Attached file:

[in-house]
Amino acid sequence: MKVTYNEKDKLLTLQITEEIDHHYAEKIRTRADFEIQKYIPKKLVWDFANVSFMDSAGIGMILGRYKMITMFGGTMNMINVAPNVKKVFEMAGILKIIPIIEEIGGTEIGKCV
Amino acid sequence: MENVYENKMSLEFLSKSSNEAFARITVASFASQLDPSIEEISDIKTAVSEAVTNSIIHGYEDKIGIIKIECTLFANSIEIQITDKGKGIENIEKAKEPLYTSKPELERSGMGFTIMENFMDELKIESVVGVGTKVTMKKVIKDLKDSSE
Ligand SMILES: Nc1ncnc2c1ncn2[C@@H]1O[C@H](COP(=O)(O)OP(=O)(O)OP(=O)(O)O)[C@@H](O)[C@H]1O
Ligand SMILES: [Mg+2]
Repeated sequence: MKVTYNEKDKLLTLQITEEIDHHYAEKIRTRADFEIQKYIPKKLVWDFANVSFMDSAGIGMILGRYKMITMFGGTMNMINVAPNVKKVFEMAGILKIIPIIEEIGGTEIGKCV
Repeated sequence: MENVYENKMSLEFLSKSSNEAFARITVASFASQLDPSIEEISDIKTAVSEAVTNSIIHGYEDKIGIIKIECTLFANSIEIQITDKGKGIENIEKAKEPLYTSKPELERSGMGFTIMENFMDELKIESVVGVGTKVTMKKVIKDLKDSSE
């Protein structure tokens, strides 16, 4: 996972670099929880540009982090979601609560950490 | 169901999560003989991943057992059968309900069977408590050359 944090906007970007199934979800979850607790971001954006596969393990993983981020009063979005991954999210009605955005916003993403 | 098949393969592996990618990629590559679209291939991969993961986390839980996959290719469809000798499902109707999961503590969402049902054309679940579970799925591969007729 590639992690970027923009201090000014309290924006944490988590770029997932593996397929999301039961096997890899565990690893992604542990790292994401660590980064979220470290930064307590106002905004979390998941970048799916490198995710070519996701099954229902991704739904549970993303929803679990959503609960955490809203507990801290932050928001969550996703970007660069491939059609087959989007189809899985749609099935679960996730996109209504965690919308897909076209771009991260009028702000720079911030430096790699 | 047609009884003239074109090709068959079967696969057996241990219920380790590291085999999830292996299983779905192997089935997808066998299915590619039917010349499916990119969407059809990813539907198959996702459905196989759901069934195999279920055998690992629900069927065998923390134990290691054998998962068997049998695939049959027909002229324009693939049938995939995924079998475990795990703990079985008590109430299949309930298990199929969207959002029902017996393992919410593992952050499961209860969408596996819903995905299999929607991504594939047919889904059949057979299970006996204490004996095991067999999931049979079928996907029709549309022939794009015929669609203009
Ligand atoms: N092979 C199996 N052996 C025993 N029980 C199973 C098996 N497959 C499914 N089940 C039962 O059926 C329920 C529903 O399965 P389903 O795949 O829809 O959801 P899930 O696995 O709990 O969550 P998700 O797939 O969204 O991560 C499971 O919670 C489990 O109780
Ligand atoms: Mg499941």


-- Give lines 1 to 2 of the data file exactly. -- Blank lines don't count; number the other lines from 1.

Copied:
[in-house]
Amino acid sequence: MKVTYNEKDKLLTLQITEEIDHHYAEKIRTRADFEIQKYIPKKLVWDFANVSFMDSAGIGMILGRYKMITMFGGTMNMINVAPNVKKVFEMAGILKIIPIIEEIGGTEIGKCV